This time last year I was in Hungary doing research for a series of features on the ties between the governments of Viktor Orban and Benjamin Netanyahu. In Budapest I met a Chabad rabbi who spent two hours passionately defending Orban’s nationalist policies, including his vitriolic campaigning against pro-democracy activist and Jewish financier George Soros. He explained to me why the Hungarian prime minister was the best ally the Jews could ever wish for. He was about to accompany Orban on his visit to Israel, a living testament to his friendliness toward Jews.
Outside, on one of the main streets of the Hungarian capital, you could see posters attacking Soros, featuring all the old themes of the arch-capitalist using his money to subvert the culture of the proud Magyars. Alongside these messages were massive notices publicizing Jewish cultural events taking place in one of Budapest’s grand synagogues, lavishly renovated with funding from the Orban government.
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Orban of course isn’t the first nationalist leader in Eastern Europe to use anti-Semitic-style campaigning for political purposes while having prominent Jews in his entourage and pursuing an alliance with Israel. Russian President Vladimir Putin has been doing that for much longer. On the one hand, his Kremlin-funded propaganda channels routinely feature a bizarre cast of conspiracy theorists, Holocaust deniers and Jew-baiters. On the other hand, he has gone out his way to be seen in the presence of rabbis, donated his state salary (meaningless as he’s reported to be sitting on a private fortune of billions) to the Jewish museum in Moscow, and worked closely with every Israeli prime minister in the last two decades.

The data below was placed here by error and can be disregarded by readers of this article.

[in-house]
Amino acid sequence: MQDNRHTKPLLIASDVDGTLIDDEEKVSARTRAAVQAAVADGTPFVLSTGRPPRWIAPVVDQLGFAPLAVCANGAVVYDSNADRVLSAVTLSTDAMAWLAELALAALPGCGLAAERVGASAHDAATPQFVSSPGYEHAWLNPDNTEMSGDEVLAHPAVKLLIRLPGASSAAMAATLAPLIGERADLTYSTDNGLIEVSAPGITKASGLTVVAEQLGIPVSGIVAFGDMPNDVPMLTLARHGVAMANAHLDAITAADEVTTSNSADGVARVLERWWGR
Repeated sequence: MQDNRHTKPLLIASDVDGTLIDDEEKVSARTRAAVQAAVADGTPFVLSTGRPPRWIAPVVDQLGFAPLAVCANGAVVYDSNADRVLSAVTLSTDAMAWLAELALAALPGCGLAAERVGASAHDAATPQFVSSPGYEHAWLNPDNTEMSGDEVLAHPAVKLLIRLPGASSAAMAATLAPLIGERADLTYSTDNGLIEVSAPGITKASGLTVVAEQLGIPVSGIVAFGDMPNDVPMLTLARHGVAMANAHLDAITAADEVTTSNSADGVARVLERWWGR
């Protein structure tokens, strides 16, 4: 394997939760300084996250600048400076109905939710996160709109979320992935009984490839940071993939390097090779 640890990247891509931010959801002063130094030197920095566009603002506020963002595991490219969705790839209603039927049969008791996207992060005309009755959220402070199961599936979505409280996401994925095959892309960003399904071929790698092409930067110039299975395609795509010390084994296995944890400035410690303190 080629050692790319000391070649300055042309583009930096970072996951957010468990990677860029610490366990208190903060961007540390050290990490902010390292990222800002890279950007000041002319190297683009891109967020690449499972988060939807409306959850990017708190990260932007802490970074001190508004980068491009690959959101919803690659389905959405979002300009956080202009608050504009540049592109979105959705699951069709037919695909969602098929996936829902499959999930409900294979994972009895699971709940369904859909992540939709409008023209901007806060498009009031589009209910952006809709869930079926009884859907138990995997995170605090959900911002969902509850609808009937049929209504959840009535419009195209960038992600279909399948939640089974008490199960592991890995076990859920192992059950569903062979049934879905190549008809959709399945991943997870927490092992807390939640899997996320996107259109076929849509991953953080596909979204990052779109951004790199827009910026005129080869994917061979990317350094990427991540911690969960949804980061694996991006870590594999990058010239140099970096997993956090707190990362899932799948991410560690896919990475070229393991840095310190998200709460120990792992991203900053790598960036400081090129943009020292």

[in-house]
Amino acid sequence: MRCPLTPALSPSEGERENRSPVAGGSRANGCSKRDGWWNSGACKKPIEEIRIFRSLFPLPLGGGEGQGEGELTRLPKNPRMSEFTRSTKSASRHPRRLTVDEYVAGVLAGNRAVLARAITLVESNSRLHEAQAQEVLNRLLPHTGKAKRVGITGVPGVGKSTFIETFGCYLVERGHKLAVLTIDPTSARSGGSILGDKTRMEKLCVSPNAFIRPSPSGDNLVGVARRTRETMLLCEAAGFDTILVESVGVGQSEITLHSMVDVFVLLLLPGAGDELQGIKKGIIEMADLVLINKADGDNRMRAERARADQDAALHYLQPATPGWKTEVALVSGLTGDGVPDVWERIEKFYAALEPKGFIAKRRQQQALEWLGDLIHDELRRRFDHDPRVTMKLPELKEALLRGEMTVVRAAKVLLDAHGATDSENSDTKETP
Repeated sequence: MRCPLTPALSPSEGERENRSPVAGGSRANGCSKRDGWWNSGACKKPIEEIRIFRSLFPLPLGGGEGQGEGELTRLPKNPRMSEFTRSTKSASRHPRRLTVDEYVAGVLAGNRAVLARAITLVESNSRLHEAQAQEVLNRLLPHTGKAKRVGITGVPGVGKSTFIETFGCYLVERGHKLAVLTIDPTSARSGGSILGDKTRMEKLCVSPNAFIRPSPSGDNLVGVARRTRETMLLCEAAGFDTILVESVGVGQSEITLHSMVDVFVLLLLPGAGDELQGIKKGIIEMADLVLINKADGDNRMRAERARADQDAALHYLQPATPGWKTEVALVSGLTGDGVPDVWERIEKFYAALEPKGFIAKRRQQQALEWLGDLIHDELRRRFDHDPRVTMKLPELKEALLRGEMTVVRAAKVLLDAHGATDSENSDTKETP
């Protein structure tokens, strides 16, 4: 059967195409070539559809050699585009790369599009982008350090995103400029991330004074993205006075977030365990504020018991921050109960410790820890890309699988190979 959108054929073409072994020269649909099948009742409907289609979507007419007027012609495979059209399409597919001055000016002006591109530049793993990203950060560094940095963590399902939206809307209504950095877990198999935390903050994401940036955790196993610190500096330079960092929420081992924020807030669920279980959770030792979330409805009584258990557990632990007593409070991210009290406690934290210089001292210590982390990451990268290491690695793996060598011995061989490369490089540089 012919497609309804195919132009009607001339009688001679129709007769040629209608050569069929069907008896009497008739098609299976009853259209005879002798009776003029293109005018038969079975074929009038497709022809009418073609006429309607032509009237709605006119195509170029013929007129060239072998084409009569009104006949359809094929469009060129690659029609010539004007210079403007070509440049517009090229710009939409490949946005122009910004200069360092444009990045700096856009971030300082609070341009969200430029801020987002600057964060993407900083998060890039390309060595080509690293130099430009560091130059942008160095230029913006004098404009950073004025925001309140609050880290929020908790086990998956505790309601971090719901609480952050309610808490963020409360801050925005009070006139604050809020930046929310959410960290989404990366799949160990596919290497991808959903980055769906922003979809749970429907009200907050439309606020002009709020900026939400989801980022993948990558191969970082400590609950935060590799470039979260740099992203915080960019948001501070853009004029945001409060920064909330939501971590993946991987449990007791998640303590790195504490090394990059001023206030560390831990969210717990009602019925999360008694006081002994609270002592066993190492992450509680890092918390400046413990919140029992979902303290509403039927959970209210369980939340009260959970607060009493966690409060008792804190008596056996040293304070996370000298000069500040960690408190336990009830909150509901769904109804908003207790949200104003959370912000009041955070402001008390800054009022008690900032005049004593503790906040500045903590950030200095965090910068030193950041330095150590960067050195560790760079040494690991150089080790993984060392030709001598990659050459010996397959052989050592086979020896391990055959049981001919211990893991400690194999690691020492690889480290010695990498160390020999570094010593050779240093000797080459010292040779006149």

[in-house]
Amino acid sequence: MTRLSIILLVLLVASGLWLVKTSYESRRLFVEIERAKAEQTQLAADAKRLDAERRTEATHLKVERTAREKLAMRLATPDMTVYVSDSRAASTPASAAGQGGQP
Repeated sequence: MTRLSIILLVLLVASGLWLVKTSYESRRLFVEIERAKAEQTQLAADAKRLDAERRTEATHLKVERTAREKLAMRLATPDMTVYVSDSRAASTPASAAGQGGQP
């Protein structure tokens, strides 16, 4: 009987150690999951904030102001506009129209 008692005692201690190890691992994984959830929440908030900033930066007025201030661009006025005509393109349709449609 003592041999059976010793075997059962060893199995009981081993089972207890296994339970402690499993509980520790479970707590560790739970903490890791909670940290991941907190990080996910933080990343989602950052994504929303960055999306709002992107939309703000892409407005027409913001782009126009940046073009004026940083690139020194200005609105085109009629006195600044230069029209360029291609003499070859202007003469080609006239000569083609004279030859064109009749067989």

U.S. President Donald Trump, who this week said Jews voting for the Democratic Party showed “either a total lack of knowledge or great disloyalty,” has invented nothing new. By accusing Jews of disloyalty, he exhibited classic anti-Semitism, but at the same time he was speaking in the guise of showing concern for Jews. And we know that he has no problem with the company of Jews – his family members, lawyers, supporters and of course Netanyahu. And while a chorus of Jewish organizations strenuously called Trump out this week for his remarks, there was no shortage of Jews, up to and including Yair Netanyahu, who were equally eager to leap to his defense.
The Jews of the 21st century are lucky. The nationalists of our age are happy to temper their anti-Semitism with a dose of Judeophilia, whether because they really don’t hate all Jews, only those who disagree with them, or for tactical reasons. And of course this isn’t just happening on the right. Left-wingers and Israel haters are also eager to have their own tame Jews.